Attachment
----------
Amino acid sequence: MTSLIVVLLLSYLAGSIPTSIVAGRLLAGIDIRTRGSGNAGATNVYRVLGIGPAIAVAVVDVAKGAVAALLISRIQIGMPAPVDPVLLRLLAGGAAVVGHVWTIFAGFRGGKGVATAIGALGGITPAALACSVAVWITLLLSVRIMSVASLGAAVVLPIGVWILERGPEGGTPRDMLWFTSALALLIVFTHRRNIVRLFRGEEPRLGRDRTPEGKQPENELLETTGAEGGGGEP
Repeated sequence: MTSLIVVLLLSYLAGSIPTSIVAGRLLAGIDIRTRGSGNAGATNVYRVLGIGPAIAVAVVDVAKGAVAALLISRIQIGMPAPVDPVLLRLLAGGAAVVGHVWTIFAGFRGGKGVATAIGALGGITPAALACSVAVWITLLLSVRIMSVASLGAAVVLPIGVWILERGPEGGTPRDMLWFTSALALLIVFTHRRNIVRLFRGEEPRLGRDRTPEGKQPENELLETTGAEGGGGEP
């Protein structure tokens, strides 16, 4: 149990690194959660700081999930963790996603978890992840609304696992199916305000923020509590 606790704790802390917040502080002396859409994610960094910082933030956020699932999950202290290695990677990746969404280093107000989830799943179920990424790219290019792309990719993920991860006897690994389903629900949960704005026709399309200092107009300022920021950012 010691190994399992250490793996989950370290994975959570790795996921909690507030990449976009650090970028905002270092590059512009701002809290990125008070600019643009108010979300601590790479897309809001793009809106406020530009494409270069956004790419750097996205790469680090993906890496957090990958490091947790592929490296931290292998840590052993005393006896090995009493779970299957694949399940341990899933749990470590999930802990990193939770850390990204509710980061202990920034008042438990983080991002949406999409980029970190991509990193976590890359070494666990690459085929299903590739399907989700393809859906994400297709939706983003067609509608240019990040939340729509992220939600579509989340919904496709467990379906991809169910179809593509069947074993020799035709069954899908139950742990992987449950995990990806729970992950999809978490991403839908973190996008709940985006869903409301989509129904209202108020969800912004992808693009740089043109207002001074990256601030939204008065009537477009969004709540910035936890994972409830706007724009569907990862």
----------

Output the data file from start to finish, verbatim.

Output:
Amino acid sequence: MTSLIVVLLLSYLAGSIPTSIVAGRLLAGIDIRTRGSGNAGATNVYRVLGIGPAIAVAVVDVAKGAVAALLISRIQIGMPAPVDPVLLRLLAGGAAVVGHVWTIFAGFRGGKGVATAIGALGGITPAALACSVAVWITLLLSVRIMSVASLGAAVVLPIGVWILERGPEGGTPRDMLWFTSALALLIVFTHRRNIVRLFRGEEPRLGRDRTPEGKQPENELLETTGAEGGGGEP
Repeated sequence: MTSLIVVLLLSYLAGSIPTSIVAGRLLAGIDIRTRGSGNAGATNVYRVLGIGPAIAVAVVDVAKGAVAALLISRIQIGMPAPVDPVLLRLLAGGAAVVGHVWTIFAGFRGGKGVATAIGALGGITPAALACSVAVWITLLLSVRIMSVASLGAAVVLPIGVWILERGPEGGTPRDMLWFTSALALLIVFTHRRNIVRLFRGEEPRLGRDRTPEGKQPENELLETTGAEGGGGEP
């Protein structure tokens, strides 16, 4: 149990690194959660700081999930963790996603978890992840609304696992199916305000923020509590 606790704790802390917040502080002396859409994610960094910082933030956020699932999950202290290695990677990746969404280093107000989830799943179920990424790219290019792309990719993920991860006897690994389903629900949960704005026709399309200092107009300022920021950012 010691190994399992250490793996989950370290994975959570790795996921909690507030990449976009650090970028905002270092590059512009701002809290990125008070600019643009108010979300601590790479897309809001793009809106406020530009494409270069956004790419750097996205790469680090993906890496957090990958490091947790592929490296931290292998840590052993005393006896090995009493779970299957694949399940341990899933749990470590999930802990990193939770850390990204509710980061202990920034008042438990983080991002949406999409980029970190991509990193976590890359070494666990690459085929299903590739399907989700393809859906994400297709939706983003067609509608240019990040939340729509992220939600579509989340919904496709467990379906991809169910179809593509069947074993020799035709069954899908139950742990992987449950995990990806729970992950999809978490991403839908973190996008709940985006869903409301989509129904209202108020969800912004992808693009740089043109207002001074990256601030939204008065009537477009969004709540910035936890994972409830706007724009569907990862």